Working from this useful historical overview, Jonathon Repinecz focuses on the use of anthropology in the work of Amadou Hampâté Bâ, who famously turned down entry into the Ecole Normale William Ponty in 1921. As punishment, the governor appointed him to an administrative position officially described as that of “an essentially precarious and revocable temporary writer”. Such a position led him to crisscross French West Africa in the 1920s and ­30s, documenting African, as well as colonial, customs and finally becoming in the 1940s a professional ethnological researcher, reading and meeting major figures of French anthropology. However the narrative L’Etrange destin de Wangrin (1973) puts a number of twists on this activity of documentation and collection, especially through the description of Gongolooma­-Sooké, the deity to whom Wangrin is consecrated and who reflects the ambiguity of his protégé, a black colonial interpreter whose characterization is modeled both on the trickster figure and the epic hero. Hampâté Bâ’s portrayal of the deity exemplifies the concepts of débrouillardise (Bayart) and bricolage (Lévi­Strauss) and needs to be read as a dynamic act of writing culture, against the idea of a unified Bambara worldview as it has been depicted by French colonial-­era ethnographers like Léon Tauxier or Germaine Dieterlen.

Finally, following up on his book Le Jeu et le sérieux. Essai d’anthropologie littéraire sur la poésie épique des chasseurs du Mande (2000), Karim Traoré investigates Ahmadou Kourouma’s appropriation of the Mandé hunters’ epic (their maana) in his novel En attendant le vote des bêtes sauvages (1998). Professor Traoré traces this appropriation back to Kourouma’s main source, namely the studies of the Malian anthropologist Youssouf Tata Cissé. He explores the consequences, for the novel as a whole, of this borrowing from a unique source and studies the effects of this fictionalization of Mandé hunters for a readership presumed to be unaware of the Manding donso culture.

With these papers, we hope to contribute to recent trends in both 20th­-century French and Francophone literary studies and the history of anthropology (trends that demand a detailed and comparative reexamination of anthropology’s past and effects, beyond the idea that the discipline was fatally flawed by its inscription in the colonial situation), while shedding a new light on twentieth-century African cultural production.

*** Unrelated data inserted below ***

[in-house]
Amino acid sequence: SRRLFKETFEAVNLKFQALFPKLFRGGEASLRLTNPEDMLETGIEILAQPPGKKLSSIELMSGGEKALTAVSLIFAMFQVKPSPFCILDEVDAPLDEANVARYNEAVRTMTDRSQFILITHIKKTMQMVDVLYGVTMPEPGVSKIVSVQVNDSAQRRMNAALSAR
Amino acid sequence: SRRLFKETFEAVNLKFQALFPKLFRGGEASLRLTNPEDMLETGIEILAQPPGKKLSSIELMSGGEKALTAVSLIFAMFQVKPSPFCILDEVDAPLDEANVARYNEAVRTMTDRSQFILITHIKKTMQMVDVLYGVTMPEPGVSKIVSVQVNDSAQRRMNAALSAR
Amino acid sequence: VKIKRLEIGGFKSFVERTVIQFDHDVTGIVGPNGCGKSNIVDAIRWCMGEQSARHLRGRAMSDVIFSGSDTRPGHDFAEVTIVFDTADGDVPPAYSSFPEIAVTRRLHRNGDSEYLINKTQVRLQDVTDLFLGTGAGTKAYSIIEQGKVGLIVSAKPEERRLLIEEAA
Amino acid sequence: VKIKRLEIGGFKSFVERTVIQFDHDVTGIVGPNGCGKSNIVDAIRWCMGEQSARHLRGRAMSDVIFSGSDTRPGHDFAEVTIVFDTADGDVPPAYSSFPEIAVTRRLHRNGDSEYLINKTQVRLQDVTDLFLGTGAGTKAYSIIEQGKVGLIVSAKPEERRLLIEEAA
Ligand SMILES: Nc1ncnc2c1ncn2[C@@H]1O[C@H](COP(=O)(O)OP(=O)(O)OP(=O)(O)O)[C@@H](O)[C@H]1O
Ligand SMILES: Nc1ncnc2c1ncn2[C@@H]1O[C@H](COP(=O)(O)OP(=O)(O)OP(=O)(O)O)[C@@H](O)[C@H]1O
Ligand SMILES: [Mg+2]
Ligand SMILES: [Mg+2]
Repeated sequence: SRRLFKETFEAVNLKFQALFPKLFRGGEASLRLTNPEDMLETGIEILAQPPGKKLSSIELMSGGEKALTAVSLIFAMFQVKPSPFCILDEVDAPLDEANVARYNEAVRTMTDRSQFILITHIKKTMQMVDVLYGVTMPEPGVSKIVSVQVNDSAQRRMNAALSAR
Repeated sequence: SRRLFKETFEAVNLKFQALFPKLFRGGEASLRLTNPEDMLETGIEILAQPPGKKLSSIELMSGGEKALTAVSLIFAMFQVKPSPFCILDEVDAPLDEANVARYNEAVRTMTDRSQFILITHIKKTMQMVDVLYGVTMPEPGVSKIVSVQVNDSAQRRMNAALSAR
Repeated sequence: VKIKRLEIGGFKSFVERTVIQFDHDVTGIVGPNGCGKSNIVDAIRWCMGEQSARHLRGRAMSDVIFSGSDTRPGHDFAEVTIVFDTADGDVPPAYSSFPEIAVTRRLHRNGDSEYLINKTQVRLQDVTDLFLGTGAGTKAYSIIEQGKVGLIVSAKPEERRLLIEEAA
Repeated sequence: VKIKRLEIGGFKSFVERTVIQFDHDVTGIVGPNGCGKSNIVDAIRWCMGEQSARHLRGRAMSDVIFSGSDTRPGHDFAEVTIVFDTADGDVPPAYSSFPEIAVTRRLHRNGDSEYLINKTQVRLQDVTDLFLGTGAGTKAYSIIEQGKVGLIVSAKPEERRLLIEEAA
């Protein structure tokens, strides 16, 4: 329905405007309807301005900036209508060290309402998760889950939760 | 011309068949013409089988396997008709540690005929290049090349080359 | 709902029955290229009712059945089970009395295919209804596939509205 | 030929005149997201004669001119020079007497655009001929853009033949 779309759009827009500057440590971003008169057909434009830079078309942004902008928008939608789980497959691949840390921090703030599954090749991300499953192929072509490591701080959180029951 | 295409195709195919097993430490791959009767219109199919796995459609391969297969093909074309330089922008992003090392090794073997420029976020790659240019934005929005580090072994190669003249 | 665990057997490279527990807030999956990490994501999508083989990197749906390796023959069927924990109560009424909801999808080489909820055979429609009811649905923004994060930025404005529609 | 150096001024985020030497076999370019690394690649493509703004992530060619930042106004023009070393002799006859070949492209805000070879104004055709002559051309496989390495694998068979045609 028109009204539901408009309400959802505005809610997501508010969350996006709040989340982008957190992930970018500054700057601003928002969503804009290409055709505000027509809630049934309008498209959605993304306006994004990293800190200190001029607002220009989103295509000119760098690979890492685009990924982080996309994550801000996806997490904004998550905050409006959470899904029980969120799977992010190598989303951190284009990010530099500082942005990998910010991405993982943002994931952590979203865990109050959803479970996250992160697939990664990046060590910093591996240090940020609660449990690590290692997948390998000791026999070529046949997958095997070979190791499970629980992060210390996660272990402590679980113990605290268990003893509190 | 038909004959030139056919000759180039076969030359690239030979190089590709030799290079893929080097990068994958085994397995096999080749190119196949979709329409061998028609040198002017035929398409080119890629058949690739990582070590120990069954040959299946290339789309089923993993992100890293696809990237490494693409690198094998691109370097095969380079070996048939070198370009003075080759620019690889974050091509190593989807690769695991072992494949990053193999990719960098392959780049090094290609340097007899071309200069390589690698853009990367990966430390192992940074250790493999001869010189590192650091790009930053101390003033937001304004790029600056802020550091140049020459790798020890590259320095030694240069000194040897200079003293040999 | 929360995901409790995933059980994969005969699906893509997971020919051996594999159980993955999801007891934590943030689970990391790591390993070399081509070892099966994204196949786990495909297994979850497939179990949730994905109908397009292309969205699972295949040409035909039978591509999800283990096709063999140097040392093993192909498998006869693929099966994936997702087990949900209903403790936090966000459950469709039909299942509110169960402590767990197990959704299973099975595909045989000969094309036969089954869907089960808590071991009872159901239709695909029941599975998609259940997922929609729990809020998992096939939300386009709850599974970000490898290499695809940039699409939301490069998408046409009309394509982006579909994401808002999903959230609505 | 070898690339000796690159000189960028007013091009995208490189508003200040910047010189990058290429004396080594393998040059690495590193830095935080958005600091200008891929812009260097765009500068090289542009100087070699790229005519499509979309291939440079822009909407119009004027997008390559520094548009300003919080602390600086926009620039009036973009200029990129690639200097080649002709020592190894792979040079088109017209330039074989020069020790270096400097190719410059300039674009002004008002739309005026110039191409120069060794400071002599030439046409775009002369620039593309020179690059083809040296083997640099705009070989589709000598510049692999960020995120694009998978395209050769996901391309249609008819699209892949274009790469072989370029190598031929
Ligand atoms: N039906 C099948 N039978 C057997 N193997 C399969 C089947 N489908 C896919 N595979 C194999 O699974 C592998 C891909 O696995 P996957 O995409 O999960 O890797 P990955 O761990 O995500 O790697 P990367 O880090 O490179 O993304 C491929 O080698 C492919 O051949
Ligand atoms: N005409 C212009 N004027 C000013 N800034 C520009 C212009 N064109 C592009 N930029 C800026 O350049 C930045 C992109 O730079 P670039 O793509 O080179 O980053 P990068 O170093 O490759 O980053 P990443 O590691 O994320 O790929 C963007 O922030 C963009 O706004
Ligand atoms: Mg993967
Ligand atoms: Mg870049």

Calls for Papers: MLA 2014

Francophone African Writers and Anthropology
Divisions: Twentieth-Century French Literature; African Literatures
This collaborative session will explore the engagement of French-speaking African writers with anthropology in the 20th century. 300-word abstract, short CV by 15 March 2013; Vincent Debaene (vd2169@columbia.edu) and Justin Izzo (justin_izzo@brown.edu).

Literature and/as Ethnography
Division: Twentieth-Century French Literature
Papers will explore the ethnographic impulse in 20th/21st-century French literature. Topics may include the exotic and the everyday; ethnographic narrative and fiction; description and participation. 250-word abstracts, brief CV by 15 March 2013; Alison S. James (asj@uchicago.edu).

Where is French Theory Today?
Division: Twentieth-Century French Literature
“French Theory” in a global context (e.g. migration studies, social media, Occupy movements); how other cultures, emergent scholarship, new political practices reconfigure theory. 250-word abstract, brief CV by 15 March 2013; Danielle Marx-Scouras (marx-scouras.1@osu.edu).